• Gently brushing your teeth, avoiding the extraction area for a few days
    • Using a chlorhexidine mouthwash as an alternative to brushing
    • Rinsing with a saltwater solution
  4. Consume Soft Foods
    Eating soft foods helps prevent irritation at the extraction site. Avoid hard, crunchy, or spicy foods. Recommended soft foods include: yoghurt, jelly, smoothies, mashed vegetables etc. You can introduce other soft foods like cooked vegetables or rice after a few days.
  5. Steer Clear of Certain Activities
    To avoid pain and protect the healing site, certain activities should be avoided after tooth extraction. These include:

    • Strenuous exercise
    • Using straws (which involve sucking actions) or smoking
    • Touching the wound with your tongue
    • Spitting or blowing your nose, as these actions could disrupt the healing process

At what point does dental pain become abnormal?

If you still have pain three days later, it could mean more problems. When the clot forming at the tooth's root comes out, the socket gets dry. If you have a dry socket, you'll feel pain between days three and four.

There are several possible causes of a dry socket:

  • An increase in blood pressure: Exercise, such as running, can cause a rise in blood pressure that can force the clot out and cause it to bleed once more.
  • Smoking: The most frequent reason is smoking, since it will cause the clot to dissolve.
  • Rinsing and cleaning the clot: I've heard of patients flushing out an area with a syringe or cleaning a wound rapidly like there's no tomorrow. Although they are merely flushing away the blood clot, they may believe that they are cleansing the wound and removing all of the food.

What to do if you believe the pain in your teeth is not natural

We encourage our patients to reach out and visit us if the pain gets worse, becomes more intense, or makes you uneasy. It's best for everyone, and we'd rather check than have someone suffer at home. If this is your situation, call the dentist who did the extraction and let them know what's happening.

Do many people have dental extraction anxiety?

Many of the patients we encounter become extremely anxious about the thought of having a root canal or extraction. The two main causes of fear in people are:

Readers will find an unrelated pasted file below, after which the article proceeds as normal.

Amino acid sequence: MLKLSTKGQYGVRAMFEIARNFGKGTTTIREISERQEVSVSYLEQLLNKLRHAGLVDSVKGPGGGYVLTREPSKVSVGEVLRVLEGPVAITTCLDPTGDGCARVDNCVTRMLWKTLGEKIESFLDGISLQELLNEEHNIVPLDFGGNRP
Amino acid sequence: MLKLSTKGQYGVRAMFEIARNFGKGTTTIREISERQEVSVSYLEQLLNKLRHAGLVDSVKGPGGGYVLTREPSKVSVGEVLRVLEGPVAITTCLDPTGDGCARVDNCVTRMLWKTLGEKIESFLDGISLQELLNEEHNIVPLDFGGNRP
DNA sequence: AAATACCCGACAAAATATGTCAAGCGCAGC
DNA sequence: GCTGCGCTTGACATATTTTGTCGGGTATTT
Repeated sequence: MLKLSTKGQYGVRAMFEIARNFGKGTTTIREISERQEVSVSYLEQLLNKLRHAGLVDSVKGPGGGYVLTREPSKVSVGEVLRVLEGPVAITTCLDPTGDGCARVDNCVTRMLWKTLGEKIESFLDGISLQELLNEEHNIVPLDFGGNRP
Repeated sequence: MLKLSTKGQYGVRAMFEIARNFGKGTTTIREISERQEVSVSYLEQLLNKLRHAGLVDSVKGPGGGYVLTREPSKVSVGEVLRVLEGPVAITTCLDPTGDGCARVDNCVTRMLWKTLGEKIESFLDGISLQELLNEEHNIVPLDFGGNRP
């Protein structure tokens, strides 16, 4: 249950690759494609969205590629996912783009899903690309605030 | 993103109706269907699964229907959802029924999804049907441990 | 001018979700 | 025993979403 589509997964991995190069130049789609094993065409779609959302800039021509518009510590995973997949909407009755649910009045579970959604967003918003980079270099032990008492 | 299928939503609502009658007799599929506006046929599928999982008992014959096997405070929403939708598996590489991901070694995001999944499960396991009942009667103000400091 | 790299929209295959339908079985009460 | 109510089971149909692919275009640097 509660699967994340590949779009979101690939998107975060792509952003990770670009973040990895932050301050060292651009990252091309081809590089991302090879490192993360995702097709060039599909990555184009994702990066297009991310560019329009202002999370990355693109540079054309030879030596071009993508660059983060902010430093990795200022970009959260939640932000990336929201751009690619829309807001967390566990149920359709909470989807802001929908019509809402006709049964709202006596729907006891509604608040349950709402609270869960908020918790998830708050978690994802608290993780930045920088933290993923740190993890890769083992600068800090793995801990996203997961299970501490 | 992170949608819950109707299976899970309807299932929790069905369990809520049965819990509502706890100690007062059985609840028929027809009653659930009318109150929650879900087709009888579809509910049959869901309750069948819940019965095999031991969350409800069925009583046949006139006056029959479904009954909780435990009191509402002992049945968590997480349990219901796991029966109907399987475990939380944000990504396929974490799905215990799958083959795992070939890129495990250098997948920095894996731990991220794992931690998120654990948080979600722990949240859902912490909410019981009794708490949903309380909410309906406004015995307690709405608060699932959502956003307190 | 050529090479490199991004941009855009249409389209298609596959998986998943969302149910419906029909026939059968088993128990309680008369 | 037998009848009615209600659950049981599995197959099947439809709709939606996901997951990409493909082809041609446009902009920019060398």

1. They've previously experienced a negative encounter.
  2. If the tooth extraction was not done properly, such as when it was done by a professional instead of someone attempting it themselves.

If a patient shares a previous difficult tooth extraction experience, even if the current one seems simple, I usually recommend seeing a specialist. This is to avoid any unpleasant surprises and ensure a smooth process. I want to make sure everyone has a positive experience when there's an easy solution, especially in unforeseen situations.

 

FAQ:

“Is tooth pain normal after an extraction?” 

Answer: Yes, it's normal to feel some pain after a tooth extraction, but it usually gets better within a few days.

“How long should I rinse with salt water after a tooth extraction?”

Answer: You should rinse with salt water for about 30 seconds, three to four times a day, after a tooth extraction.

“How to relieve pain after tooth extraction?”

Answer: To ease pain after getting a tooth pulled, follow your dentist's pain medication instructions, use a cold compress, and maintain good oral hygiene.

“Is pain normal after tooth extraction?”

Answer: Certainly, experiencing some degree of pain is a common and expected occurrence after undergoing a tooth extraction.

“Are there any warning signs of complications related to post-extraction soreness?”

Answer: If you notice ongoing bleeding, swelling, increased pain, or any unusual symptoms, it's crucial to seek immediate dental help for further assessment and guidance.